The Environmental Protection Agency has designated the week of September 17-21 SepticSmart Week to encourage the public to pay attention to on-site sewage systems i.e. septic systems.
The Marion County Public Health Department (MCPH) is responsible for monitoring septic systems in Marion County. According to Jason Ravenscroft, supervisor of the pools, septic and wells program for MCPH, proper maintenance of septic systems prevents the spread of disease. “Even functioning septic systems do not have a zero pollutant burden, especially in floodplain areas,” he said in a recent phone interview. He said septic systems work best if there are a couple feet of unsaturated soil below the fingers. Problems occur when you combine a high water table with effluent. “It can add bacteria and nitrates and nutrient pollutants bleeding into river and flood plain can cause problems,” he said. Ravenscroft says his team recommends regular maintenance. “Pump the tank frequently and watch what you put down the drain,” he said. He said the Health Department uses GIS mapping technology to identify areas of Marion County with high risk factors. Using that data, Taylor Gabrysiak, a GIS tech for Health and Hospital Corp. generated the Unsewered Midtown map.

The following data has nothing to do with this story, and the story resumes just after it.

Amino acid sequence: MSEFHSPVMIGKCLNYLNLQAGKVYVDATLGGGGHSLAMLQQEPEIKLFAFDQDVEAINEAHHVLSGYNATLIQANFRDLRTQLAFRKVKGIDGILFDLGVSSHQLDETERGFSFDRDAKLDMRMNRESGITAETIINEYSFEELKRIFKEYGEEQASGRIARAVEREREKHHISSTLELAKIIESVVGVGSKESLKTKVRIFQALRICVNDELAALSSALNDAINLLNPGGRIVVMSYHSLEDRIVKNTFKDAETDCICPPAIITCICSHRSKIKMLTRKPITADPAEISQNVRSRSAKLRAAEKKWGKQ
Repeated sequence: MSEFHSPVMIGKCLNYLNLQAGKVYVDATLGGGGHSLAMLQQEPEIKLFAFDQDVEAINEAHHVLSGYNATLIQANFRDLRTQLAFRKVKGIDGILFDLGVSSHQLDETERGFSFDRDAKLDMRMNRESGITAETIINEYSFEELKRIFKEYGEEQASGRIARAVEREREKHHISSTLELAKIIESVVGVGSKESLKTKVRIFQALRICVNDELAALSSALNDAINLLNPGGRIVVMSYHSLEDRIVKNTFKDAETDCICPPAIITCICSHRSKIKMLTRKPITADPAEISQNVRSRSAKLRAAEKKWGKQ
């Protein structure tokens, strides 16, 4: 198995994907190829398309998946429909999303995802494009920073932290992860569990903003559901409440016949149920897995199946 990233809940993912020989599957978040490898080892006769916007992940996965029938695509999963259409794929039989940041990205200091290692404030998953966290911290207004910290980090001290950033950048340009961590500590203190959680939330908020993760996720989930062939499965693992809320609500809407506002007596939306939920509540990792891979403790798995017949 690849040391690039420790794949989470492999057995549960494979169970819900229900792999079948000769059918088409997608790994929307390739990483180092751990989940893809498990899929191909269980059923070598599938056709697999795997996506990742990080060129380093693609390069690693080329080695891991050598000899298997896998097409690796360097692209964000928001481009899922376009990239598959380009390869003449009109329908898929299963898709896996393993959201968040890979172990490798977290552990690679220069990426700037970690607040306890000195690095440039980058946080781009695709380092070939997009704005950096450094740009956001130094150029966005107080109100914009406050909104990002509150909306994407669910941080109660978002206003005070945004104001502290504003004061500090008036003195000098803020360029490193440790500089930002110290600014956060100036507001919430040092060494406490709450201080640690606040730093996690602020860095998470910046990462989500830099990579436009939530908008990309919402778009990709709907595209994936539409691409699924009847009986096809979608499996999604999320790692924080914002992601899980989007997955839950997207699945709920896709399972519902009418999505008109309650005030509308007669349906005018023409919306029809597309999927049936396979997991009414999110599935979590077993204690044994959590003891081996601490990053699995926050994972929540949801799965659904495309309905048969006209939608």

Map by Taylor Gabrysiak, Health and Hospital Corp. CLICK TO ENLARGE